The opera world has been giving a little extra attention to a couple of giants born in 1813, Giuseppe Verdi and Richard Wagner.
Locally, that bicentennial salute has included memorable concerts by the Baltimore Symphony Orchestra featuring excerpts from Wagner's mountainous operas. And this week, Lyric Opera Baltimore offers a production of one of Verdi's earliest masterworks for the stage, "Rigoletto."
The "Rigoletto" staging brings tenor Bryan Hymel back to town after his Lyric debut last season, when he made a formidable impression in Gounod's "Faust." He'll sing the role of the lecherous Duke, whose court jester, the hunchbacked Rigoletto, has a fetching, (not for long) hidden-away daughter named Gilda.
The path that leads to the Duke ravishing Gilda, and the way a curse seems to follow Rigoletto around, is the stuff of great theater, propelled by Verdi's irresistible music.
"I understand how slimy, and also how charmingly slimy, the Duke is," Hymel (pronounced EE-mel) said. "He was born into this power that he uses to control people. His appetites are completely out of control. He's just a vile, vile character, completely self-absorbed. I find him fun, although it's not my personality."
The New Orleans-born Hymel, 33, performed this role in the early years of his career, but put it away about a decade ago. During that decade, he made his reputation in such works as Bizet's "Carmen" and Puccini's "La Boheme." He won particular praise as Aeneas in Berlioz' monumental "Les Troyens" ("The Trojans") at New York's Metropolitan Opera earlier this season and last year at London's Royal Opera House.
Within the space of a few weeks this spring, Hymel received two major opera honors — one British, the Olivier Award for Outstanding Achievement in Opera; the other, the $50,000 Beverly Sills Artist Award given by the Met.
The recognition is easy to understand. As he demonstrated last year at the Lyric, Hymel possesses a sizable, vibrant voice and keen musicality to guide it. His performance in "Rigoletto" promises to be rewarding.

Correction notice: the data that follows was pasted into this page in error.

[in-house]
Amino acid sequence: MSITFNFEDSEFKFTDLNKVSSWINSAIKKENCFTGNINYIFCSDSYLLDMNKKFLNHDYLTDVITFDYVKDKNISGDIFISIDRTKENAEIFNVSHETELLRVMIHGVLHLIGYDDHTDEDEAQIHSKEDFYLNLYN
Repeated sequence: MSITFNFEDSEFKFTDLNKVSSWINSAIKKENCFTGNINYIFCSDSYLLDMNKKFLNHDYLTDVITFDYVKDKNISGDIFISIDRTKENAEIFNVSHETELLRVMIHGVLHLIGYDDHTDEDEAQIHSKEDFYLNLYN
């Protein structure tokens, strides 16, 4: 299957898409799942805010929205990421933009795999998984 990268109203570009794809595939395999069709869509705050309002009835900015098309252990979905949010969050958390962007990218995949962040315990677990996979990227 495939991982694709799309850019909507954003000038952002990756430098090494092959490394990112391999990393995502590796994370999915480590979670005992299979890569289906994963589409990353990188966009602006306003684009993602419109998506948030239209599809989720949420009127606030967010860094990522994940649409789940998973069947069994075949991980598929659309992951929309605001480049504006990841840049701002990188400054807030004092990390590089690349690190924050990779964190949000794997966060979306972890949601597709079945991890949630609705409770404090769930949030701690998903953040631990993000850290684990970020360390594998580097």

"I'm enjoying getting back into the piece," he said. "It's a re-introduction to Verdi at a time when I am more ready and understand the art form better than when I sang it 10 years ago."
Any tenor in "Rigoletto" has a built-in advantage, since the role brings with it a chance to sing one of the most famous arias in all of opera. "La donna e mobile" has such an instantly memorable melody that Verdi kept it under wraps until just before the opera's opening night in 1851 to make sure it wouldn't leak out.
"'La donna e mobile' is almost like my baby blanket of arias," Hymel said. "When I was 19, I went to the Aspen (Colo.) Festival for first time, and they were having a Verdi aria competition. It was the first competition I ever won."
The composer's music sits well for Hymel — "Verdi is really good about keeping you honest and supple," he said — and more of it will figure in his career. He is due to sing in "Les Vepres Siciliennes" ("The Sicilian Vespers") at the Royal Opera House in London next season, and "Don Carlo" will be added to his repertoire in the next few years.
For the Baltimore "Rigoletto," Hymel is joined by baritone Stephen Powell in the title role and soprano Norah Amsellem as Gilda. (Former Baltimore Ravens player Ta'u Pupu'a is also in the cast as one of the Duke's courtiers.)
Richard Buckley, the production's conductor, puts this opera on a high place.
"It's not just that the arias and duets are tuneful — Verdi had an incredible gift for melody — but that the in-between fabric still has a melodic sense," Buckley said. "Verdi makes it possible to go from the park-and-bark style of singing to living, breathing drama."
Hymel seconds that.
"The way Verdi has crafted the characters with the music," the tenor said, "can be heart-breaking and spine-tingling."
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